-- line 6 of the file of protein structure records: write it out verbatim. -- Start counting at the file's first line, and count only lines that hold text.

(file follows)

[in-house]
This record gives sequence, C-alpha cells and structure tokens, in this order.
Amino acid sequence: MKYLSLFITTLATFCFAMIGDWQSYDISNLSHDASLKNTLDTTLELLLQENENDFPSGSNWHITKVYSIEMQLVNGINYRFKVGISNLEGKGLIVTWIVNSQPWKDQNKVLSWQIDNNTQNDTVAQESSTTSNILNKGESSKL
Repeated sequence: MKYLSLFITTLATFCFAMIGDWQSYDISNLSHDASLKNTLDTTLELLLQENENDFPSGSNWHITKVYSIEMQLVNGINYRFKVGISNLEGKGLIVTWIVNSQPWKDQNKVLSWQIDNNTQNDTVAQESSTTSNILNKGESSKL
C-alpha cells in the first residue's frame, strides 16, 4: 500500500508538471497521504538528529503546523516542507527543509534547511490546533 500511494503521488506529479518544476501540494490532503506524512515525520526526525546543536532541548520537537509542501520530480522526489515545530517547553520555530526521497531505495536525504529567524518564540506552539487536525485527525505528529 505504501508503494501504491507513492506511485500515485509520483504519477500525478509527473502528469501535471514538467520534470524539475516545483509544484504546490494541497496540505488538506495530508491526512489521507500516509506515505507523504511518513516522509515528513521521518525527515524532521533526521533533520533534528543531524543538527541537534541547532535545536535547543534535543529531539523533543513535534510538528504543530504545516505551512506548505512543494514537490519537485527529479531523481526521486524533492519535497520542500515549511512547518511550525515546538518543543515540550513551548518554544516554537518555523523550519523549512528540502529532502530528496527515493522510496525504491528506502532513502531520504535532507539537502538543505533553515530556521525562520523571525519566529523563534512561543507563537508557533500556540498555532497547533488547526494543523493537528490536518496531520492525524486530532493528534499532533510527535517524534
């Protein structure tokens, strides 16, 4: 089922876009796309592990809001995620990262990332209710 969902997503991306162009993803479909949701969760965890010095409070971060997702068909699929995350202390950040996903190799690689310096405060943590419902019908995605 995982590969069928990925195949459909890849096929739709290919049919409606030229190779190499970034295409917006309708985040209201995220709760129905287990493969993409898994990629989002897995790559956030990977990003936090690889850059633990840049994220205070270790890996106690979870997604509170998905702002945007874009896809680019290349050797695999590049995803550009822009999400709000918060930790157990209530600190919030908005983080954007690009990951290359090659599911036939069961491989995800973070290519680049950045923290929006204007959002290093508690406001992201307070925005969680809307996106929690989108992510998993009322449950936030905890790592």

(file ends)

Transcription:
């Protein structure tokens, strides 16, 4: 089922876009796309592990809001995620990262990332209710 969902997503991306162009993803479909949701969760965890010095409070971060997702068909699929995350202390950040996903190799690689310096405060943590419902019908995605 995982590969069928990925195949459909890849096929739709290919049919409606030229190779190499970034295409917006309708985040209201995220709760129905287990493969993409898994990629989002897995790559956030990977990003936090690889850059633990840049994220205070270790890996106690979870997604509170998905702002945007874009896809680019290349050797695999590049995803550009822009999400709000918060930790157990209530600190919030908005983080954007690009990951290359090659599911036939069961491989995800973070290519680049950045923290929006204007959002290093508690406001992201307070925005969680809307996106929690989108992510998993009322449950936030905890790592």